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Read Introduction to 1 Corinthians


“Now I say this, that each of you says, “I am of Paul,” or “I am of Apollos,” or “I am of Cephas,” or “I am of Christ.”


Now I say this,

Paul says in effect, “This is what I mean by contentions in the previous verse.”

that each of you says,

The word “each” is emphatic in Greek. Everyone in the church at Corinth was infected with the party-spirit. Each person championed a personality. They lined up behind a particular leader. Each fraction led to a fraction pitted against the other.

The Corinthian church fourfold party-spirit broke down into four watchwords or slogans: I am of Paul, I am of Apollos, I am of Cephas, I am of Christ.

Paul depicts the problem with four first person singulars: “I.” Ego was at the center of this problem. Everyone was taking sides with the idea, “My leader, right or wrong.” Their party allegiance was an emblem of honor. Their problem revolved around personalities, not doctrine.

“I am of Paul,”

The Paul party may have been Gentile believers. Paul founded the Gentile church at Corinth. There was a natural loyalty to Christ because he led them to Christ. Interestingly, Paul identifies his part first.

or “I am of Apollos,”

Apollos was a Jew from Alexandria, Egypt (Ac 18:24-19:1). Alexandria was the intellectual center of the Roman Empire. Apollos was an orator. His party preferred polished rhetoric. Those with an academic background were drawn to him. These people would say that “Apollos could say it so much better than Paul. Paul was too dull. Apollos knew the literary and philosophical culture of the Mediterranean.”

or “I am of Cephas,”

“Cephas” is Aramaic for Peter. His followers were Jewish and may have had a legalistic trend. This was the Peter party. Peter was an original apostle with the twelve. It is not known whether Peter ever visited Corinth.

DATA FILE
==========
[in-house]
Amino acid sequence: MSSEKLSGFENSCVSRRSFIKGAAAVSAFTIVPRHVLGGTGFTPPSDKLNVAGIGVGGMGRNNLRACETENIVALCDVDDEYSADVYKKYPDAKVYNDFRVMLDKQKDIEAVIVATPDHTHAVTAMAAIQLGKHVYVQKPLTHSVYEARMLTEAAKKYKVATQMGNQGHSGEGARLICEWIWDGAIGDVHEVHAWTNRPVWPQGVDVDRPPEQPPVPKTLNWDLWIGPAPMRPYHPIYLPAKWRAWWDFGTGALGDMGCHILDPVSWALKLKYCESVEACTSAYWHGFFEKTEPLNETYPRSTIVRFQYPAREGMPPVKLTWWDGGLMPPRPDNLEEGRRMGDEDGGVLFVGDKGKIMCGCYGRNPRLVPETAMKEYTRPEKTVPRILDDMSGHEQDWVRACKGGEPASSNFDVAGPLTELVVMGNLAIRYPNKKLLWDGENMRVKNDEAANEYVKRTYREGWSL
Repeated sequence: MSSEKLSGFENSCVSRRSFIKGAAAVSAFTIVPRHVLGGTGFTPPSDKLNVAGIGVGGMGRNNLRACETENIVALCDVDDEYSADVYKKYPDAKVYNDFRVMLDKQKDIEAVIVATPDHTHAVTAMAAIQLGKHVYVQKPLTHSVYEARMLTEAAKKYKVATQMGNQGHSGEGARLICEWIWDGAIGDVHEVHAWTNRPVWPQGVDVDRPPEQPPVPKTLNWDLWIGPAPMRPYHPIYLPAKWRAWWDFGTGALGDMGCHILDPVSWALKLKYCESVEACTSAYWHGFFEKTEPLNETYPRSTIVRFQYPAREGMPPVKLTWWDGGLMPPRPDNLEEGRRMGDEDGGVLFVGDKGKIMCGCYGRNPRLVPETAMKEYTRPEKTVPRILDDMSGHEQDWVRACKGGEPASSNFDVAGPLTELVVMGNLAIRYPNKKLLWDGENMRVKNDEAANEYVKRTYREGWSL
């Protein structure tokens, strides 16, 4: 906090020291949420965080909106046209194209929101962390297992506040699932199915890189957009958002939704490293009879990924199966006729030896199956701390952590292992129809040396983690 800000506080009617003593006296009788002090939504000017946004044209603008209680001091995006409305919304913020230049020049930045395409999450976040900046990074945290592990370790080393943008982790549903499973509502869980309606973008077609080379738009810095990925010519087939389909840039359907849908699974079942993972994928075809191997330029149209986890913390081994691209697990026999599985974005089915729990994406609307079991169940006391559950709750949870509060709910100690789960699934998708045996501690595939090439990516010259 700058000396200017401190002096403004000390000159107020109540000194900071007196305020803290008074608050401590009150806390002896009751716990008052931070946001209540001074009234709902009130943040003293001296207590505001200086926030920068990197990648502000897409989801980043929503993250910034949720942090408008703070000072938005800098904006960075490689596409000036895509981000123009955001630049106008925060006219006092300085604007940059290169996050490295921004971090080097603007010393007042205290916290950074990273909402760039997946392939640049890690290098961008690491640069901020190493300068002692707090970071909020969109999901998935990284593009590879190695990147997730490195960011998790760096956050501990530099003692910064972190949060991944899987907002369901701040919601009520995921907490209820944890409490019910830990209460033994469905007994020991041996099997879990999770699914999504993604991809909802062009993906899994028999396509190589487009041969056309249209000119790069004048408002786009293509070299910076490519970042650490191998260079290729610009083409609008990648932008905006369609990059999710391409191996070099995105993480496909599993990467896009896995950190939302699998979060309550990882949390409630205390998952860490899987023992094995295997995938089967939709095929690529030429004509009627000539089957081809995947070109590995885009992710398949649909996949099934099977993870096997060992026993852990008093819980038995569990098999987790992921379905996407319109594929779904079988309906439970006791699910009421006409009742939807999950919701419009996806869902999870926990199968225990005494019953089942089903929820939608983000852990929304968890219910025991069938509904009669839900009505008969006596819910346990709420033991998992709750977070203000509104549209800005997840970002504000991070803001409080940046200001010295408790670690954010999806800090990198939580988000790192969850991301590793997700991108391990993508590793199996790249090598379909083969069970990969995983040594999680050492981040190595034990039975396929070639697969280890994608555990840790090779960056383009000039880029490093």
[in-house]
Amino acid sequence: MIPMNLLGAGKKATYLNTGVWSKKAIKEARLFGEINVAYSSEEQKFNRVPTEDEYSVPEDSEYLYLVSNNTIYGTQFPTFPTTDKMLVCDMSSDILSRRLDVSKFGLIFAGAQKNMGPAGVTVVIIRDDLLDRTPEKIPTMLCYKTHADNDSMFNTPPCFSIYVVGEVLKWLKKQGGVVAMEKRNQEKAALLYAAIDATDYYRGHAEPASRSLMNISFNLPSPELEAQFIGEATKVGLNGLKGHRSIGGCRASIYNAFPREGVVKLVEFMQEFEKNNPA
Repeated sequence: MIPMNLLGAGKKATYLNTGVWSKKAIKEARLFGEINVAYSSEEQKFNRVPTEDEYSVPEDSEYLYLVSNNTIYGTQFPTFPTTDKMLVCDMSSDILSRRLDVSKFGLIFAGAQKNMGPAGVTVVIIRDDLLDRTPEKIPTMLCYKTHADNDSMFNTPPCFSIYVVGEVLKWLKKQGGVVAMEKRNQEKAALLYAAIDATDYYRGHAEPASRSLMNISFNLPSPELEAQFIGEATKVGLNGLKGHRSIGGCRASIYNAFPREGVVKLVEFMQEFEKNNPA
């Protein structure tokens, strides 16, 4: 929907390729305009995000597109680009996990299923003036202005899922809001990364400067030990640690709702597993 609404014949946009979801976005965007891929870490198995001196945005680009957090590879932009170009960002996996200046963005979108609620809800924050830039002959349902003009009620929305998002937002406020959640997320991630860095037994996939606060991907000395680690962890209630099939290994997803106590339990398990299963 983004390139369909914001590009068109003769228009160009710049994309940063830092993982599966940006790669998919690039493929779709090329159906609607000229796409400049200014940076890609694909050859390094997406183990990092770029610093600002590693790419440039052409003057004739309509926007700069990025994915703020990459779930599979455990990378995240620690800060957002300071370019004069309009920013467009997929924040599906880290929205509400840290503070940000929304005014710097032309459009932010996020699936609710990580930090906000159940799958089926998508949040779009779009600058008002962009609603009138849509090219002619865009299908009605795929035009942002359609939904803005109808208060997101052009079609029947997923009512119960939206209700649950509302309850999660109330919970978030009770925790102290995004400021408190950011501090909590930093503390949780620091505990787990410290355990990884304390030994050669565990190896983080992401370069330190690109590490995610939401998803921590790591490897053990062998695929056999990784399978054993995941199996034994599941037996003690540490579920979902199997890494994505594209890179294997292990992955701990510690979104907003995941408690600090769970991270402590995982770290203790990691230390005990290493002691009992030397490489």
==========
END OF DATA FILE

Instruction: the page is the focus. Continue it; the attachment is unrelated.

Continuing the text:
or “I am of Christ

This party may have been a super-spiritual faction in the Corinthian church. They were the only group who supposedly understood the things of Christ. They had very little allegiance to human leaders, which can be a problem in itself.


Divided loyalty detracts from the preeminence of Christ.


Pitting one group in the church against another pits people against Christ. Ultimate allegiance to human leaders produces a party-spirit. Divided loyalty to Christ minimizes His supremacy in the church. The importance lies in the Lord, not the leader.

Inevitably, contention and wrangling arise out of partisanship. Elitism produces pride. Personality cults are blights on ministry because they detract from the supremacy of Christ.

Col 1:18, And He is the head of the body, the church, who is the beginning, the firstborn from the dead, that in all things He may have the preeminence.

The super-spiritual saints use Jesus as a front. This is spiritual pride. These people are the worst offenders because it difficult to detect, and they use Christ to magnify themselves.